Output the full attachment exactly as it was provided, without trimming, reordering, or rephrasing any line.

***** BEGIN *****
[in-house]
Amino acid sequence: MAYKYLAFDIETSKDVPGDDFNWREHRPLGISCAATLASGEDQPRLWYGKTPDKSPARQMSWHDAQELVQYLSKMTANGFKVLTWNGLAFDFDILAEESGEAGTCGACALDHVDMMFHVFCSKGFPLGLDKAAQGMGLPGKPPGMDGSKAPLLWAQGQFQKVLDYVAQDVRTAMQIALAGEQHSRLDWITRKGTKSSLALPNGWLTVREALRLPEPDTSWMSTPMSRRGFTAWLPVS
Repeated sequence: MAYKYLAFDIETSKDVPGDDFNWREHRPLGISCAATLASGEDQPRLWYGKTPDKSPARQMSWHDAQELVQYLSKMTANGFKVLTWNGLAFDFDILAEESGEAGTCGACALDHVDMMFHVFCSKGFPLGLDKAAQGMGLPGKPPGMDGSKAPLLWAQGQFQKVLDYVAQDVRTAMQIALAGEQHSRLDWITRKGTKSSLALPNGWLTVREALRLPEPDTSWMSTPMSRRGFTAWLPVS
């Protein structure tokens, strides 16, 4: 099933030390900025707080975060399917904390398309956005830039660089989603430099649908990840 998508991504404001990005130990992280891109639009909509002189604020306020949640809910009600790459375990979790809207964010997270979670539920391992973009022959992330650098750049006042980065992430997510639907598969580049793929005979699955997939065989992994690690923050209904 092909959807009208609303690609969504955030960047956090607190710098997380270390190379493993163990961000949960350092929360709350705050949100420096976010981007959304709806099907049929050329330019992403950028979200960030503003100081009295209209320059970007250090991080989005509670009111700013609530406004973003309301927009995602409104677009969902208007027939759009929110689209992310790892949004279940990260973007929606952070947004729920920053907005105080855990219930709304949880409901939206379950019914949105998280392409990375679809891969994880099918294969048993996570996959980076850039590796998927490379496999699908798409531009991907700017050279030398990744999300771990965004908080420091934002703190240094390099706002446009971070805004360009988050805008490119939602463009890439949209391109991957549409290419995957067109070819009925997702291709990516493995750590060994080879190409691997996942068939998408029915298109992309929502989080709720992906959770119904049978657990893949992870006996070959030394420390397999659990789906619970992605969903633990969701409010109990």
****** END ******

[in-house]
Amino acid sequence: MAYKYLAFDIETSKDVPGDDFNWREHRPLGISCAATLASGEDQPRLWYGKTPDKSPARQMSWHDAQELVQYLSKMTANGFKVLTWNGLAFDFDILAEESGEAGTCGACALDHVDMMFHVFCSKGFPLGLDKAAQGMGLPGKPPGMDGSKAPLLWAQGQFQKVLDYVAQDVRTAMQIALAGEQHSRLDWITRKGTKSSLALPNGWLTVREALRLPEPDTSWMSTPMSRRGFTAWLPVS
Repeated sequence: MAYKYLAFDIETSKDVPGDDFNWREHRPLGISCAATLASGEDQPRLWYGKTPDKSPARQMSWHDAQELVQYLSKMTANGFKVLTWNGLAFDFDILAEESGEAGTCGACALDHVDMMFHVFCSKGFPLGLDKAAQGMGLPGKPPGMDGSKAPLLWAQGQFQKVLDYVAQDVRTAMQIALAGEQHSRLDWITRKGTKSSLALPNGWLTVREALRLPEPDTSWMSTPMSRRGFTAWLPVS
């Protein structure tokens, strides 16, 4: 099933030390900025707080975060399917904390398309956005830039660089989603430099649908990840 998508991504404001990005130990992280891109639009909509002189604020306020949640809910009600790459375990979790809207964010997270979670539920391992973009022959992330650098750049006042980065992430997510639907598969580049793929005979699955997939065989992994690690923050209904 092909959807009208609303690609969504955030960047956090607190710098997380270390190379493993163990961000949960350092929360709350705050949100420096976010981007959304709806099907049929050329330019992403950028979200960030503003100081009295209209320059970007250090991080989005509670009111700013609530406004973003309301927009995602409104677009969902208007027939759009929110689209992310790892949004279940990260973007929606952070947004729920920053907005105080855990219930709304949880409901939206379950019914949105998280392409990375679809891969994880099918294969048993996570996959980076850039590796998927490379496999699908798409531009991907700017050279030398990744999300771990965004908080420091934002703190240094390099706002446009971070805004360009988050805008490119939602463009890439949209391109991957549409290419995957067109070819009925997702291709990516493995750590060994080879190409691997996942068939998408029915298109992309929502989080709720992906959770119904049978657990893949992870006996070959030394420390397999659990789906619970992605969903633990969701409010109990």